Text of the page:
Vaginismus: A Review of the Literature on the Classification/Diagnosis, Etiology and Treatment

Marie-Andrée Lahaie; Stéphanie C Boyer; Rhonda Amsel; Samir Khalifé; Yitzchak M Binik


Women's Health. 2010;6(5):705-719. 

In This Article

Evaluation of Treatment Research

Vaginismus has traditionally been considered as an easily treatable sexual dysfunction. The elevated success rates, reported in the literature must, however, be considered in light of uncontrolled designs, small sample sizes, elevated or unreported drop-out rates, which are not evaluated with intent-to-treat statistics, as well as a lack of long-term follow-up data. In fact, the only randomized controlled treatment trial does not support the notion that vaginismus is an easily treatable condition.[70]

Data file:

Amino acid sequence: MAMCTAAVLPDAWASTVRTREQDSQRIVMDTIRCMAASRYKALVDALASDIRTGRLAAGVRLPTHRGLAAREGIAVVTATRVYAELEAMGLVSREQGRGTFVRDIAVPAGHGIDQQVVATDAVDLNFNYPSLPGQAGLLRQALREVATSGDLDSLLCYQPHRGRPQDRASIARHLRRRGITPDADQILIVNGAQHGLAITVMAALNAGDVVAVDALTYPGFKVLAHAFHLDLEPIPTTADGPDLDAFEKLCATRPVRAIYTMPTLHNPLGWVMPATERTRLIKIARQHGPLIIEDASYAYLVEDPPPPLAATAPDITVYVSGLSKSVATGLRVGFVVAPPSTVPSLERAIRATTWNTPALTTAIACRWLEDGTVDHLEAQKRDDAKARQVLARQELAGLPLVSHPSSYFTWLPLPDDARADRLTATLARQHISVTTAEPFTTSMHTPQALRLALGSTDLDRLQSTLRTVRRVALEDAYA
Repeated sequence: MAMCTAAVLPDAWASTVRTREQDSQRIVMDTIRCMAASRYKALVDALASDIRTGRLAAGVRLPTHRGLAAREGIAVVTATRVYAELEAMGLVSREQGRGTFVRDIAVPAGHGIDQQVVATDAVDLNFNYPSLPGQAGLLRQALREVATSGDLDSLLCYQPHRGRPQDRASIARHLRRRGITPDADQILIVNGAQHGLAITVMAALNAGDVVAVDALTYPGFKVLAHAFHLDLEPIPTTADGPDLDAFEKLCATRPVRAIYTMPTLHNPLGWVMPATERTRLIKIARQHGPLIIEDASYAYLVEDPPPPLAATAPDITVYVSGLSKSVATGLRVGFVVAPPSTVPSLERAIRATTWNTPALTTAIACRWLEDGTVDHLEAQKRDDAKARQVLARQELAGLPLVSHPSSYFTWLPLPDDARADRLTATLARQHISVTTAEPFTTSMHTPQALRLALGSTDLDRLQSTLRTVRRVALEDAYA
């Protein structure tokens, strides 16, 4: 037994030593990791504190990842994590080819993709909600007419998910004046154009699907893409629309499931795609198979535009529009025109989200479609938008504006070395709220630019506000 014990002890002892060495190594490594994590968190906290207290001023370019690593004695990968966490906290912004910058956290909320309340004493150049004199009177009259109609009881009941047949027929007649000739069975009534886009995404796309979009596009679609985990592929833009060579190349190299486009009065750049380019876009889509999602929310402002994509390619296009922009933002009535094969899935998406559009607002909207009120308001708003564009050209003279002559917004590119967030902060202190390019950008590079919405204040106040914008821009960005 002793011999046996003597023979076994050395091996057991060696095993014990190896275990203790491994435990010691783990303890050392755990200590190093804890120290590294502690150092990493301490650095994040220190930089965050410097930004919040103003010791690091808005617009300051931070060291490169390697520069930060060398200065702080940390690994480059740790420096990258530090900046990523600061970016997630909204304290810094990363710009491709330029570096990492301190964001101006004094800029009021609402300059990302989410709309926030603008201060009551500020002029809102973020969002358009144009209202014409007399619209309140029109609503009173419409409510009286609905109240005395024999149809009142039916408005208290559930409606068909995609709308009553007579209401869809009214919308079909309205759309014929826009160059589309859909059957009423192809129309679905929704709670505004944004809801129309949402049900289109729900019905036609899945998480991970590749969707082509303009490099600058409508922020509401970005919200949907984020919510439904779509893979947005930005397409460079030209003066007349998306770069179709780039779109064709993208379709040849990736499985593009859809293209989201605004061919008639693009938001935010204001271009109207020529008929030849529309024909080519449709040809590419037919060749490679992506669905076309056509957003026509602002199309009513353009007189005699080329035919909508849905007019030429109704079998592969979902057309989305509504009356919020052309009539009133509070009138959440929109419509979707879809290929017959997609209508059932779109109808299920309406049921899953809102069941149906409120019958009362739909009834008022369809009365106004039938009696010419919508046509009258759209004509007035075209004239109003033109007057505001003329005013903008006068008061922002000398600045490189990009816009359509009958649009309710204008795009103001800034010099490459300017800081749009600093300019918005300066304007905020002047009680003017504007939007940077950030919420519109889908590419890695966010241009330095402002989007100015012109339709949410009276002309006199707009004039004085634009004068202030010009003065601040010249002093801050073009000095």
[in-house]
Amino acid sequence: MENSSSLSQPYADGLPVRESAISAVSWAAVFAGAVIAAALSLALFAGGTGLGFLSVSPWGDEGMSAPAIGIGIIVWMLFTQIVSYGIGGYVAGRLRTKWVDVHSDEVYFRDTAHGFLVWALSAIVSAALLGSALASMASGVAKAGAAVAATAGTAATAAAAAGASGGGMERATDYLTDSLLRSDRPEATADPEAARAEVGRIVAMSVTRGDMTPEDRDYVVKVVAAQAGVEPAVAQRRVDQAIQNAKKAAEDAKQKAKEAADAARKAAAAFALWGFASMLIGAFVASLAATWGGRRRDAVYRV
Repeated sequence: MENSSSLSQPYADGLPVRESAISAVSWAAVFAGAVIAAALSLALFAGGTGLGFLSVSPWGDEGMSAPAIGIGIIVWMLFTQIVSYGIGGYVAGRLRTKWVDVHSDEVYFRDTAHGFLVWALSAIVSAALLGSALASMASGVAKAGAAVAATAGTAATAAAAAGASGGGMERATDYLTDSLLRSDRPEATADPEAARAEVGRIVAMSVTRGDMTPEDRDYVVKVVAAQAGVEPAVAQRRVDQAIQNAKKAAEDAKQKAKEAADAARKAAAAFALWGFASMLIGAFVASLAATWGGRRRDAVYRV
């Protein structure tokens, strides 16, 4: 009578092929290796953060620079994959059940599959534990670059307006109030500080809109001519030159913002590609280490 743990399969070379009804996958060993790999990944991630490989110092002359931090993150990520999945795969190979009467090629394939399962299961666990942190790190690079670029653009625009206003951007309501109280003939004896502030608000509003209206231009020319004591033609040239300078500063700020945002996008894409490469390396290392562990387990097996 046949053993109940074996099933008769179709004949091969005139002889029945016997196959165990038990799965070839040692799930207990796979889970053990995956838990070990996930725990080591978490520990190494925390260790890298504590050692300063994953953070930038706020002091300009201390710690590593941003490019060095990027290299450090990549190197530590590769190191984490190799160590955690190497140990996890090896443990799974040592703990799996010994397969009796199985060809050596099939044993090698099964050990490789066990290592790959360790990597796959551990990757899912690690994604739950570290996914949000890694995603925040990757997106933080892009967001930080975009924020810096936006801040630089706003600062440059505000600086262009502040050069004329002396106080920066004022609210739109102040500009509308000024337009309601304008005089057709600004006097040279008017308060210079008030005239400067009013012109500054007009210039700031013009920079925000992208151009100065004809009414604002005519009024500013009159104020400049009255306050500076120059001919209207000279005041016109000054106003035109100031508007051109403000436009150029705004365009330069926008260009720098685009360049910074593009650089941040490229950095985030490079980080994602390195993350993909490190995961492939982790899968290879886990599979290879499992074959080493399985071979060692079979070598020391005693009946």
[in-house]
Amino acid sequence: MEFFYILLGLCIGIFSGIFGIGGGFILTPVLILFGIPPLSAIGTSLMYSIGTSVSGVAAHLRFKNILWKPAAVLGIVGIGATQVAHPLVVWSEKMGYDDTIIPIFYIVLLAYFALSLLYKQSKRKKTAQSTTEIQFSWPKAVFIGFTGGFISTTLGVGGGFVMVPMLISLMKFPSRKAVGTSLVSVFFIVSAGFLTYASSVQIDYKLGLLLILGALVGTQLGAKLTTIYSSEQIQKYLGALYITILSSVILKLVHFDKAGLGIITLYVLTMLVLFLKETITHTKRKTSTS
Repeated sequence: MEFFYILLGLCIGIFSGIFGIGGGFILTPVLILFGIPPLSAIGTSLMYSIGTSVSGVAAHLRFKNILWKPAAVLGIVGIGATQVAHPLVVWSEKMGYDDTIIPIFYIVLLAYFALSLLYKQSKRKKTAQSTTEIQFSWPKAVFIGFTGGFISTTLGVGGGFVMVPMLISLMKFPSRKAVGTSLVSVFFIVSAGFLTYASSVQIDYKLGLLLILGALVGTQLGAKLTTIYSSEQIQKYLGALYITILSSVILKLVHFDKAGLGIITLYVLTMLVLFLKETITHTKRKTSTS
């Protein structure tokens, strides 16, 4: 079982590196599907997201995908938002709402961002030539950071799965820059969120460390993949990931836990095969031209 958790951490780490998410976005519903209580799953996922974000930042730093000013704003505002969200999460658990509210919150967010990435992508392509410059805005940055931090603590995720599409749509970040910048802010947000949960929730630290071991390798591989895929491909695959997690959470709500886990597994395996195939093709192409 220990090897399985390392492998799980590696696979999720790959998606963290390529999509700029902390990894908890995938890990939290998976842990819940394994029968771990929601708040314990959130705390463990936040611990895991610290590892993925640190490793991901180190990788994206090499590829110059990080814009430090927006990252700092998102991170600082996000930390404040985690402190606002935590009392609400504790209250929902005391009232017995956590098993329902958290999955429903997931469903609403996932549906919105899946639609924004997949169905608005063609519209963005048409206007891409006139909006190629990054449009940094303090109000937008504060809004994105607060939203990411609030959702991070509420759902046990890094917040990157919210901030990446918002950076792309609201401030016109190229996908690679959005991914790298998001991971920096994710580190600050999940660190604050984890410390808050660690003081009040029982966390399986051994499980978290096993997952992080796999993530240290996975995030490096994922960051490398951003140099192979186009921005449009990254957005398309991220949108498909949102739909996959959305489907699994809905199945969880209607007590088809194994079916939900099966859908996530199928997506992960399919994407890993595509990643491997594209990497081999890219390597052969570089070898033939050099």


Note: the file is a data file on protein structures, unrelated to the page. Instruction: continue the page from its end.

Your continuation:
A basic issue in treatment evaluation is how a successful treatment outcome is defined. The great majority of studies have defined success as the ability to achieve vaginal penetration through sexual intercourse. While successful penetration is clearly a crucial first step, if it is not accompanied by pleasurable feelings, then treatment success is questionable. For instance, Schnyder et al. found that although 98% of the women in their sample were able to have intercourse by the end of treatment with vaginal dilators, 50% were still experiencing pain during penetration.[105] Similarly, although nine out of ten participants in the Ter Kuile et al. fear reduction study were able to experience penetration, none of the measures of sexual enjoyment or pleasure significantly improved. While it appears that high success rates in vaginal penetration may soon be achievable, the therapeutic challenge of increasing vaginismic women's pleasure has not even been approximated.[108]